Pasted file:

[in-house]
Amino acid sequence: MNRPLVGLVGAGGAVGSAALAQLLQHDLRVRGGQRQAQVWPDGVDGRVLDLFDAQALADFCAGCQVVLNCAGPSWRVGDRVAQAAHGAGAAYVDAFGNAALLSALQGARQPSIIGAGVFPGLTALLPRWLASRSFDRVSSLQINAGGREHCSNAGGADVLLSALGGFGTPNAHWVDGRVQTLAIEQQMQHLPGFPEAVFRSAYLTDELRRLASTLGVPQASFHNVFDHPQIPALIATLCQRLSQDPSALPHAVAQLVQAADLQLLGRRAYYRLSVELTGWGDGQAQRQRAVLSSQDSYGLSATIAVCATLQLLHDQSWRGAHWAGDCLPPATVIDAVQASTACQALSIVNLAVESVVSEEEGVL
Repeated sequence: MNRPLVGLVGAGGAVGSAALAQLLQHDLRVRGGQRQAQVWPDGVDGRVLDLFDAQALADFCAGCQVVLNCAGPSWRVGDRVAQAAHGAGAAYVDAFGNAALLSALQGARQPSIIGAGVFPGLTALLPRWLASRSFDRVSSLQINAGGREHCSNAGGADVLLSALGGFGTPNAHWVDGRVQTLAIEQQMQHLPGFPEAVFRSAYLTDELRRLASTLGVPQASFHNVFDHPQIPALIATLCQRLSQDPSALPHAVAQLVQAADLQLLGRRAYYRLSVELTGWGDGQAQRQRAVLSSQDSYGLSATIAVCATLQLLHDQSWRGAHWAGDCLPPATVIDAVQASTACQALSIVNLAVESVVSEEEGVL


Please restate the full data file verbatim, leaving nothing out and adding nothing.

[in-house]
Amino acid sequence: MNRPLVGLVGAGGAVGSAALAQLLQHDLRVRGGQRQAQVWPDGVDGRVLDLFDAQALADFCAGCQVVLNCAGPSWRVGDRVAQAAHGAGAAYVDAFGNAALLSALQGARQPSIIGAGVFPGLTALLPRWLASRSFDRVSSLQINAGGREHCSNAGGADVLLSALGGFGTPNAHWVDGRVQTLAIEQQMQHLPGFPEAVFRSAYLTDELRRLASTLGVPQASFHNVFDHPQIPALIATLCQRLSQDPSALPHAVAQLVQAADLQLLGRRAYYRLSVELTGWGDGQAQRQRAVLSSQDSYGLSATIAVCATLQLLHDQSWRGAHWAGDCLPPATVIDAVQASTACQALSIVNLAVESVVSEEEGVL
Repeated sequence: MNRPLVGLVGAGGAVGSAALAQLLQHDLRVRGGQRQAQVWPDGVDGRVLDLFDAQALADFCAGCQVVLNCAGPSWRVGDRVAQAAHGAGAAYVDAFGNAALLSALQGARQPSIIGAGVFPGLTALLPRWLASRSFDRVSSLQINAGGREHCSNAGGADVLLSALGGFGTPNAHWVDGRVQTLAIEQQMQHLPGFPEAVFRSAYLTDELRRLASTLGVPQASFHNVFDHPQIPALIATLCQRLSQDPSALPHAVAQLVQAADLQLLGRRAYYRLSVELTGWGDGQAQRQRAVLSSQDSYGLSATIAVCATLQLLHDQSWRGAHWAGDCLPPATVIDAVQASTACQALSIVNLAVESVVSEEEGVL